A wanderer’s home

“Home is not a shell you climb into, Home is the people who are there for you, that leave the door open even when you are at your worst”

This saying is something Murtahs wife said to Riggs when he went through one of his bad episodes. From the series Lethal Weapon. A truly “Skop-skiet-en-donner”* show if there ever was one.

The words stuck with me however, let me tell you why.

Between the ages of 7 to 14 I went to 9 different primary schools, we have semesters in South Africa and the one year I changed schools 3 times in one year. The more we moved around the less I was able to develop friendships, to the extent where, when I realised that there is a move coming up I would purposefully sabotage a friendship by picking a fight.

I will never forget the best school friend I ever had, and what I did to her when my dad announced another move. To this day the last picture I have of her in my mind is her crying as I refused to forgive her for something I blamed her of, that she never did. It was easier to end it this way and spend the next couple of weeks at school alone than to say goodbye. I look back and I wish I was strong enough to honour her for the friend she was.

Funny, the regrets one has when one grows older.

None of the different towns, cities, houses, caravans or apartments that we stayed in, stayed with me as my home. It’s an endless cycle of different places, different furniture layouts, different weather, different people, gardens, trees etc. Etc. My mother truly performed wonders with what she had to work with to give us a little bit of stability.

I am in awe of people who have friends that they got to know from Kindergarten. People who miss “home” such as a country or town or city that they grew up in. People who spend their anniversaries with others they grew up with. The only other people I knew from a young age were my siblings… of course, and my cousins. My family made a concerted effort of visiting the family over the holidays. I think it had partly to do with the fact that some of them lived near the sea and its expensive to go to the sea, well anywhere actually, with 4 children in tow. I do treasure this though, it gave me the opportunity to get to know my cousins like the family they are to me.

I did have a place I could call home for a long time in Cape Town. Or the closest thing I ever had to a real home, with those who left the door open for me when I was at my worst. Who lent me a sympathetic ear and with whom I could just be quiet with. Nothing needed to be said, a place where I truly experienced what it meant to be accepted for who you are.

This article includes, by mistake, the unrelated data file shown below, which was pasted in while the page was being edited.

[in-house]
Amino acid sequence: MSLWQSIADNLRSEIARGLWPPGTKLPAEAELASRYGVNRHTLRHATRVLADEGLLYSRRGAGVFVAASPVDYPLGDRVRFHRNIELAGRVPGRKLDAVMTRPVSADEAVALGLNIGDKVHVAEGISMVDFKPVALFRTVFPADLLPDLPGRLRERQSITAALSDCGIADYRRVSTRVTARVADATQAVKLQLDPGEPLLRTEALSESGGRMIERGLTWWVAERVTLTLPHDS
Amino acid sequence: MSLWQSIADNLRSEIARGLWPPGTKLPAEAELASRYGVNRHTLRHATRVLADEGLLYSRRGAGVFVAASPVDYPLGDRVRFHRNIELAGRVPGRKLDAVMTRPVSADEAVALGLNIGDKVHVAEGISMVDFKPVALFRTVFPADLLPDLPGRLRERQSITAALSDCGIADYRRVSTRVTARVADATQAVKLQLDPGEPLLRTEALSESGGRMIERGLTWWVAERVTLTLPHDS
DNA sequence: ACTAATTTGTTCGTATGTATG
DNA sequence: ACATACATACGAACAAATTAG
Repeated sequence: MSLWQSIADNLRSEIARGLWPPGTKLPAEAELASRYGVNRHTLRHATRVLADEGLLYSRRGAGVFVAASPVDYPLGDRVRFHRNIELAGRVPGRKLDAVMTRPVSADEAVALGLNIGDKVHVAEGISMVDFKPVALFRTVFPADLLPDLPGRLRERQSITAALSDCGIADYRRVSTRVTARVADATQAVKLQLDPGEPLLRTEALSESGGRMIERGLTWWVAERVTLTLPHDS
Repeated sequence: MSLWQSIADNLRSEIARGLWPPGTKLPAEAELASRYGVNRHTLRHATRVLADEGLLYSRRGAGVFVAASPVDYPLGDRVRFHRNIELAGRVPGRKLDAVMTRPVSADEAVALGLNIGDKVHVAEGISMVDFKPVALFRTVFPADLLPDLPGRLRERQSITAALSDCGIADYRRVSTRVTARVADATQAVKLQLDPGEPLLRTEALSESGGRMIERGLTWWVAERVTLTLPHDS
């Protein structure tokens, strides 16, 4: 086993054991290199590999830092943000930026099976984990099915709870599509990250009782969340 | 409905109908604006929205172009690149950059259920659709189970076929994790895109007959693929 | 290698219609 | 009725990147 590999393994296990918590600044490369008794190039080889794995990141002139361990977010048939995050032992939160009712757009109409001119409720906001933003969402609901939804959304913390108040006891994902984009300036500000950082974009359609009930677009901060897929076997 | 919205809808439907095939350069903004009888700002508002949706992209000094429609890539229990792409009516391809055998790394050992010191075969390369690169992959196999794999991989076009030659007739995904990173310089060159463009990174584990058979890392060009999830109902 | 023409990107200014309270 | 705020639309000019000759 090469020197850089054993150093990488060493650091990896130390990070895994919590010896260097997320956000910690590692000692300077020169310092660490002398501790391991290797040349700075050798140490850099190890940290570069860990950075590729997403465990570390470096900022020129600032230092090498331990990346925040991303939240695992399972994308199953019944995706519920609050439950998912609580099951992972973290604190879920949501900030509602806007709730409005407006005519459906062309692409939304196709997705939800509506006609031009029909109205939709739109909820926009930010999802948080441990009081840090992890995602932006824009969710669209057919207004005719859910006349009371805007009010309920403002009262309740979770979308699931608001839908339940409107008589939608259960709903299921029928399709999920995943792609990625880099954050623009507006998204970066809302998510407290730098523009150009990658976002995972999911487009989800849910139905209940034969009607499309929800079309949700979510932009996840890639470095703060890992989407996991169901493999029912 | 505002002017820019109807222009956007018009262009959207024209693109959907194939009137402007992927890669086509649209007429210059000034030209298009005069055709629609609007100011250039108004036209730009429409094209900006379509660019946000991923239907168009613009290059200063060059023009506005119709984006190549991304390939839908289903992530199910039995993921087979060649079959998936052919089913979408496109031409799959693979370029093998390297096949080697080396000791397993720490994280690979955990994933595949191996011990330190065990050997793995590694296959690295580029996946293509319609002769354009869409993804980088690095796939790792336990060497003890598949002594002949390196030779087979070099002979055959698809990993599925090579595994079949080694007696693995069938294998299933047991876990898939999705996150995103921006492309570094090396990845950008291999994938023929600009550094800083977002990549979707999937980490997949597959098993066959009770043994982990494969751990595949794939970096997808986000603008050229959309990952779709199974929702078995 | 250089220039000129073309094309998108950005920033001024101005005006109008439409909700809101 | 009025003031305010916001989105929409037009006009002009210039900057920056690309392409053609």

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Table Mountain – Cape Town (from different angles)

For the first time in my life I had a place where I could, same as others my age, go “home” for the weekend to wash my clothes, to just be a young adult at the brink of taking responsibility in life. I would be a part of the familial rituals; sharing a coffee and a rusk with my uncle in the mornings or sitting in the sun on the veranda on winter afternoons with my gran.

I even got given a curfew by my gran the one time. She did not want to let me out of the house before it was agreed… I was 19 years old at this stage. πŸ˜‚

I could also care and give back. Help my gran with chores, or my uncle with his latest technology acquirement to show him how it worked.

My wish for anyone growing up is to have a home, which offers a safe haven to return to once you start out on your adventures. It makes the world so much less scary and it is a gift of good memories that lasts a very long time. For the times when one has moved too far away or the home is not there anymore.

welcome to our home print brown wooden wall decor
Photo by Pixabay on Pexels.com

The smell when walking through the front door. Filter coffee percolating in the morning… the sound of the television in the background blaring the latest newscast as my uncle was marking midterm papers.

In Cape Town, it was not just the city that had it’s magic, but is was where I found a safe and stable haven for the first time in my life.

Every time I have left Cape Town in the past couple of years, there was always a very big frog in my throat. If not tears running down my cheeks. If you say goodbye often enough it does become easier. At times, even today, I miss that glorious mountain, the smell of Sea, the wind blowing all my cobwebs away, the sun on my skin and the crashing of the waves against the shore promenade in Green point.

For a wandering soul like mine, where it’s normal to pack up and go, I had to learn what a real home was to create my own home one day. Being a wanderer means that one is often alone, wandering does not contribute to lasting relationships, the question is always when will she need to leave again? This is why it did not seem like a big issue to pack up my stuff and move continents. I was just continuing with the family tradition of not settling down.

woman hiking
Photo by Alex Tim on Pexels.com

Now I revel in the stability. I am in love with my little flat and home I created. One day, just one day my hope is that I may be blessed to share this home in my heart with my own family.

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Accents in my own home today

* Skop-Skiet-en-Donner: (Kick, Shoot and kick-ass) South African description of an action movie or an action related scene.

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